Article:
Whole Life Magazine

August/September 2012

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Page 28 of 51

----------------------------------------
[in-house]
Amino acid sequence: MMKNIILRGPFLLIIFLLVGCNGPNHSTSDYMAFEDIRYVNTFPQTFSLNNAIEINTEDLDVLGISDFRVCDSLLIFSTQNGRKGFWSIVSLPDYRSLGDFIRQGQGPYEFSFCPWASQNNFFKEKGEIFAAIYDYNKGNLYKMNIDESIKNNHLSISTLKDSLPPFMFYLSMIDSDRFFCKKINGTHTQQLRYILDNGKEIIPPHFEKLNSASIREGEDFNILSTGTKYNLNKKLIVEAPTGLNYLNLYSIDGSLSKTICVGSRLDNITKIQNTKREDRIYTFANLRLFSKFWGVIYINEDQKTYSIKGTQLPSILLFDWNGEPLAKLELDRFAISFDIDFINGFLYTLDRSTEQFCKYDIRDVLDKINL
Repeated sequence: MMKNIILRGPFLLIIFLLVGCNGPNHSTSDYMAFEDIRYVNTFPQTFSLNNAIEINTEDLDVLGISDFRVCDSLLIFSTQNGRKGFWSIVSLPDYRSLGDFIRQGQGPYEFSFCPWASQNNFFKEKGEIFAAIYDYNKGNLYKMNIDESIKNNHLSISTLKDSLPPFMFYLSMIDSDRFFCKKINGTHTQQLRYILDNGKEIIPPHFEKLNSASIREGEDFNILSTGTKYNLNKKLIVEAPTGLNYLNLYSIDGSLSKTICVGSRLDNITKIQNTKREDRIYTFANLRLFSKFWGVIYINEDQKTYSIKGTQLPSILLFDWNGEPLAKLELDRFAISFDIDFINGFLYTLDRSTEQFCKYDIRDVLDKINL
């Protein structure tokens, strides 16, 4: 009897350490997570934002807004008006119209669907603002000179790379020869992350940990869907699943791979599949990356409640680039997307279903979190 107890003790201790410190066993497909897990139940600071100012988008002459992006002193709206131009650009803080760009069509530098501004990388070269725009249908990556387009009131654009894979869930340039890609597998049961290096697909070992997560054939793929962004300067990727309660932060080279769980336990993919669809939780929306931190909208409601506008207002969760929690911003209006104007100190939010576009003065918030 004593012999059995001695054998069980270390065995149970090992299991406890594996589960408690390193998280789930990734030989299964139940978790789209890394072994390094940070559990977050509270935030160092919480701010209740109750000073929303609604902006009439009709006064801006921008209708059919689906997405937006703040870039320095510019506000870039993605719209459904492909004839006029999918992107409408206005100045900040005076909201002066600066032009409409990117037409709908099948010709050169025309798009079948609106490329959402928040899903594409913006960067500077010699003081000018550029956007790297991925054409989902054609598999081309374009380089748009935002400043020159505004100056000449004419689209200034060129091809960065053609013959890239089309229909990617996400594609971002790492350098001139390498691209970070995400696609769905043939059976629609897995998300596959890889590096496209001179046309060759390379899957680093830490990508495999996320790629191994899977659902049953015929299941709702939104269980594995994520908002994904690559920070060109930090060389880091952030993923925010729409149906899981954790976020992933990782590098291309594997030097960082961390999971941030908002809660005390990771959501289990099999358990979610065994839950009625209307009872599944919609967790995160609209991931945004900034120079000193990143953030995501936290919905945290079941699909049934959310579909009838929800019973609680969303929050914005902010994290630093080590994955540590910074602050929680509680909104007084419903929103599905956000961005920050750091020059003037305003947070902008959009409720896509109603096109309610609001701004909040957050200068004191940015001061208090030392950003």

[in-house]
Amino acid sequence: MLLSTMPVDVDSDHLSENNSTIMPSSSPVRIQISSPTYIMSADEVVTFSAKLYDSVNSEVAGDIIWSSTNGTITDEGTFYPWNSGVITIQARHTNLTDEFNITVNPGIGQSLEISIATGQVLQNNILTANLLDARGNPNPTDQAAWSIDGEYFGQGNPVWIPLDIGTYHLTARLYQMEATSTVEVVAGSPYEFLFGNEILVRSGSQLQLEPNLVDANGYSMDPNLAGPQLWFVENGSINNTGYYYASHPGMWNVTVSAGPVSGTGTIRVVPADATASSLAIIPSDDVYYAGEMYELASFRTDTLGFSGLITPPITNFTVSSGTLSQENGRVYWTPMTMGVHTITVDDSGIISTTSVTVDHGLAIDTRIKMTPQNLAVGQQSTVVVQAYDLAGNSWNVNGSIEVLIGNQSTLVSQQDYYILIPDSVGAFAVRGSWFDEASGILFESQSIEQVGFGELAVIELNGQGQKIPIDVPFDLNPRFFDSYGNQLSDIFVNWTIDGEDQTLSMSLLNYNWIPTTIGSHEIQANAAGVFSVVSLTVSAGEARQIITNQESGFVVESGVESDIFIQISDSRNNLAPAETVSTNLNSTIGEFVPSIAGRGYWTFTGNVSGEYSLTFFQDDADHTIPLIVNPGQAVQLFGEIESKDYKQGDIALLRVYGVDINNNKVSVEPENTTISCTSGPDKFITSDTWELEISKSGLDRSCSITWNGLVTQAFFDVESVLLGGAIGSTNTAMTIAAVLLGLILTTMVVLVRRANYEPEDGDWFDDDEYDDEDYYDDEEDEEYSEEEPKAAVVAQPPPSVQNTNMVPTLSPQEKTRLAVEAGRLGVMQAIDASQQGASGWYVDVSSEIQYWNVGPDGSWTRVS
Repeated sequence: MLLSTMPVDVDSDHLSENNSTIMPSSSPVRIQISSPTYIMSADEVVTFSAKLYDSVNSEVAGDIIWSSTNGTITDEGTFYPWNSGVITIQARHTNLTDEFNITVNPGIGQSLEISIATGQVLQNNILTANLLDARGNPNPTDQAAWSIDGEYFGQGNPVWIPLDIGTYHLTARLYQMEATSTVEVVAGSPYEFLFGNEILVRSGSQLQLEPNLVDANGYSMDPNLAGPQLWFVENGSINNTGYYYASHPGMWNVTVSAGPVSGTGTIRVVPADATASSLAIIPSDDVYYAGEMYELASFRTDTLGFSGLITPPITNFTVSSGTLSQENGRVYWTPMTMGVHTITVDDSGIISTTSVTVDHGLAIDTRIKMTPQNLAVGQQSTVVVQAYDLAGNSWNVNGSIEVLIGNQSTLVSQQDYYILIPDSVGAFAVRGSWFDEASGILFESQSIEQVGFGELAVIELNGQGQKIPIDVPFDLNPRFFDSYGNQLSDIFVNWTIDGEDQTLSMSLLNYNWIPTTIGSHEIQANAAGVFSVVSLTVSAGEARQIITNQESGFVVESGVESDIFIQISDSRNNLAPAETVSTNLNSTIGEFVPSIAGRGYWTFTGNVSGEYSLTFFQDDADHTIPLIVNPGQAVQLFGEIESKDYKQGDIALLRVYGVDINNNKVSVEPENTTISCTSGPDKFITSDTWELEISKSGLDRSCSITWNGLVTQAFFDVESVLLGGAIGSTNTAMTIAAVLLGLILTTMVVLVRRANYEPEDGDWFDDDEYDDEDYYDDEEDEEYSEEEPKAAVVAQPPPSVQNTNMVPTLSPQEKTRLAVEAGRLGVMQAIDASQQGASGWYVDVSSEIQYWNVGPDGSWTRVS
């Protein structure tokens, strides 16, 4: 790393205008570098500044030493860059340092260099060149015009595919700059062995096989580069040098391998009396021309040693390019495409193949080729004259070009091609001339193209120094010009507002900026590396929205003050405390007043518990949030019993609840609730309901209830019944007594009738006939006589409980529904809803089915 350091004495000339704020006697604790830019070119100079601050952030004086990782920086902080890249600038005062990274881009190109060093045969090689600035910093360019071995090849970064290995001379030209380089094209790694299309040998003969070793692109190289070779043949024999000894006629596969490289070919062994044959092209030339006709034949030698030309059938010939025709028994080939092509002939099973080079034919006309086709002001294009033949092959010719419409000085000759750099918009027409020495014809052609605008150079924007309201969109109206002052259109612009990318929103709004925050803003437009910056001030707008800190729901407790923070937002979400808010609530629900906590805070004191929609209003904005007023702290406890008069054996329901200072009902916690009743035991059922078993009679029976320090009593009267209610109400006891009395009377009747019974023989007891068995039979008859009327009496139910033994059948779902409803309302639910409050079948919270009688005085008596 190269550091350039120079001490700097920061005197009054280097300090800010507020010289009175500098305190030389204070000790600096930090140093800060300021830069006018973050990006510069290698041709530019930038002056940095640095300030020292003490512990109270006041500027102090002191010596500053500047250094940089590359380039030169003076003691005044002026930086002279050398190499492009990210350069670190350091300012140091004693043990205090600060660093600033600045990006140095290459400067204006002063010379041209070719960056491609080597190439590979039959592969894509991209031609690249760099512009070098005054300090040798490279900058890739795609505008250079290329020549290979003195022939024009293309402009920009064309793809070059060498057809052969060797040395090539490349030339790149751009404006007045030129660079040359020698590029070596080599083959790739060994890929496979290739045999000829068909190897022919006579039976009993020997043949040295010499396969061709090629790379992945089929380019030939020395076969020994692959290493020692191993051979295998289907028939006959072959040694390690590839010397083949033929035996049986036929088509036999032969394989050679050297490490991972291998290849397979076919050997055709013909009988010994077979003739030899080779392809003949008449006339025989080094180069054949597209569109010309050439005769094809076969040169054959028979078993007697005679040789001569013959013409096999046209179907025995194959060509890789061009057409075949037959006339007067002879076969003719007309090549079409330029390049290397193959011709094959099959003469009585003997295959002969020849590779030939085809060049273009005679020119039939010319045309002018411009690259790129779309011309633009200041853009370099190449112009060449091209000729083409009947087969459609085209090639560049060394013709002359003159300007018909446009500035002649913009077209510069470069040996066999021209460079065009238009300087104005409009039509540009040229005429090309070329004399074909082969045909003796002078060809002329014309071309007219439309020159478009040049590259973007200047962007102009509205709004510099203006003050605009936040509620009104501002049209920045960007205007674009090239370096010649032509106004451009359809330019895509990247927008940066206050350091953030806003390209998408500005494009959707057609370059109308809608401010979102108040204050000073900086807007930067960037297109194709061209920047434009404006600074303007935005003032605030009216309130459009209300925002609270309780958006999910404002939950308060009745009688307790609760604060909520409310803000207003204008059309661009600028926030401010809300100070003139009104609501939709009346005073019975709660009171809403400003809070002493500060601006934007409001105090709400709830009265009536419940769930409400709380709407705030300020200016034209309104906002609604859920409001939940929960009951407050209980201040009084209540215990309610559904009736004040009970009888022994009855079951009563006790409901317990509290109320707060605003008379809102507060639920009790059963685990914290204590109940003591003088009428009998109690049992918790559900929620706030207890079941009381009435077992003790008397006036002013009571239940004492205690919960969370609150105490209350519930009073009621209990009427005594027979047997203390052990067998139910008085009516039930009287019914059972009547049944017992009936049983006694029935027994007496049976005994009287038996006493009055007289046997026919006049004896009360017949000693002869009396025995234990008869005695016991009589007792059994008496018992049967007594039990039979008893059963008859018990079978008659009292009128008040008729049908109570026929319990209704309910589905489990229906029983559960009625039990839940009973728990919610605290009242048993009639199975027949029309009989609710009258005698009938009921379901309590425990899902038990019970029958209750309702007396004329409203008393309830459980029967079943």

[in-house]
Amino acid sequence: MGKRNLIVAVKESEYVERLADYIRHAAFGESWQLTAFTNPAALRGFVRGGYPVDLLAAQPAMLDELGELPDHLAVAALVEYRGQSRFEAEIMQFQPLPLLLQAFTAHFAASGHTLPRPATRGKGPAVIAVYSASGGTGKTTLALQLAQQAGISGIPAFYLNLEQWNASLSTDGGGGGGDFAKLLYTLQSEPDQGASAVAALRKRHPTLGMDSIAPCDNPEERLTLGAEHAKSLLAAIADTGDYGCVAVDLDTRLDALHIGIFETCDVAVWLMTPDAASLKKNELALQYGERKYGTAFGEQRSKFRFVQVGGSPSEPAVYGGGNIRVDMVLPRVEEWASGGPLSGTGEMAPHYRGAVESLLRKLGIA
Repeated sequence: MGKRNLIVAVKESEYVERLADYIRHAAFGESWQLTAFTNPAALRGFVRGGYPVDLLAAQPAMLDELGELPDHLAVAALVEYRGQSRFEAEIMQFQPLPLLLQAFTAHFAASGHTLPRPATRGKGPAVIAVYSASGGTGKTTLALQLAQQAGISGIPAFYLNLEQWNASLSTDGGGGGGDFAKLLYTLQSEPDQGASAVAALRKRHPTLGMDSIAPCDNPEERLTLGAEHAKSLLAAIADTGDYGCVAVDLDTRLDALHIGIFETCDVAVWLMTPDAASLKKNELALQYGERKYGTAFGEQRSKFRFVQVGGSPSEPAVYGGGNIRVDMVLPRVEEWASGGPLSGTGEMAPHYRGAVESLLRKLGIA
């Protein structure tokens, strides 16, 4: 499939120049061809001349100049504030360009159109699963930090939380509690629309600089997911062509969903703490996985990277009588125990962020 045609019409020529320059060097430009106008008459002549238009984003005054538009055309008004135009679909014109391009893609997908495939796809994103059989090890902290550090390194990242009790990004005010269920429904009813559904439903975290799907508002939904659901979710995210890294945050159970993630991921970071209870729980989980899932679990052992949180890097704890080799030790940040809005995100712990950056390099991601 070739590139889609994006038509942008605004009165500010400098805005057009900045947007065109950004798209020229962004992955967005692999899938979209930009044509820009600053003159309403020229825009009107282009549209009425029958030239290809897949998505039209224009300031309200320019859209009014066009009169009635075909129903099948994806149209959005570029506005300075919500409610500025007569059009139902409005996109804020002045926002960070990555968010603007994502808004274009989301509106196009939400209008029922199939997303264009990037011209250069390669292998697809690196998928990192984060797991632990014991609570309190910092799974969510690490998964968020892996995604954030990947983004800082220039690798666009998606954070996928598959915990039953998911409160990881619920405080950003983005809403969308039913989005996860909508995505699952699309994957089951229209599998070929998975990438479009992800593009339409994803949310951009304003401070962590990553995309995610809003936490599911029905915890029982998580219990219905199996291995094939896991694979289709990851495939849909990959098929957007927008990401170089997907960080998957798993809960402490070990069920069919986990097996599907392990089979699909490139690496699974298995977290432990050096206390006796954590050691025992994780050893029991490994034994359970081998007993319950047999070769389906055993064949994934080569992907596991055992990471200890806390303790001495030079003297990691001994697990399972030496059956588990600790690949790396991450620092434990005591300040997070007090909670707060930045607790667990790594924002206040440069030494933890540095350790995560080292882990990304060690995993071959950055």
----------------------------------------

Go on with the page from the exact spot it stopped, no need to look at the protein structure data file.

Career Benefits of success track 've earned a lot of money in my life, but I've never had an extravagant lifestyle. I don't own a house. I've never bought a new car. I've never bought a new piece of living room furniture and I don't own a single piece of expensive jewelry. What I have spent money on was always intended to help me with my career. That was so I know that I can always earn money doing something I love. I leased a BMW when it was clear that cars mattered for making deals in LA. I hired a stylist when I realized my clothes were holding me back. I have tons of household help so my kids don't have a crazy schedule because of my work schedule. But I'm convinced that frugality is a key quality for a successful career. Here is why: Spending money is generally a distraction. We know this. That people use it as therapy, or to fill holes they perceive in their lives. But the psychic energy it takes to spend money actually distracts us from what matters to us. PayPal reports that people say they wish their significant other would spend less money on Valentine's Day. Enough said. Spending money is a vehicle for overcommitting. The people who do best in a bad economy are those who are flexible about the types of jobs they can take and the types of careers they can move into, according to Philip Oreopoulos, professor of economics at University of Toronto. This flexibility is specifically limited if you lease an expensive car, buy a house, run up credit card debt, or sign-up for a grad school program that demands three to five years to even get started in a given career, whether or not it's going to pan out for you in the long run. Spending money limits possibilities. If you invest in an expensive bicycle because you're planning to Frugality I How you use your resources has a direct effect on success do triathlons, you limit your ability to take off more time from work to actually train for the triathlon. In most cases, renting a house is better for you than buying one. If you buy a house, you cannot easily downsize, you cannot as easily relocate, and you end up limiting your earning power. Entrepreneurship is a safety net if you're frugal in your home life. Traditional careers today are un- stable, and while companies formerly provided safety nets for their employees, these days we have to create our own safety nets. The best way to do that is with entrepreneurship. But starting your own business is nearly impossible if you have high income requirements. Startups usually don't provide high incomes at the beginning. My friends who spend a lot more money than I do, the ones who have nice houses, take elabo- rate vacations and would not be caught dead in the clothes I wear to work, would say there's a compromise, that you don't need to invest everything in your career. They believe you don't need to give up all the luxury comforts of life, you can still have a good situation with both. For people who want to follow their passion, that strategy doesn't always work. Maybe it's my obsessive nature—I'm willing to make extreme tradeoffs. Becoming an expert takes a singular, daily focus, and I think I have that. But in order to do it, I have given up a lot. And I'm passionate about what I do, so even when I become more successful, it's hard to imagine I'll want to have less focus. Being an expert in something requires not just a spending frugality, it's a focus frugality. It's the recognition that spending money is actually a distraction from the passion at hand, so the less you spend, the less you're distracted. The good news is that works both ways: The less you're distracted, the less you spend. August/September 2012 29 —Penelope Trunk

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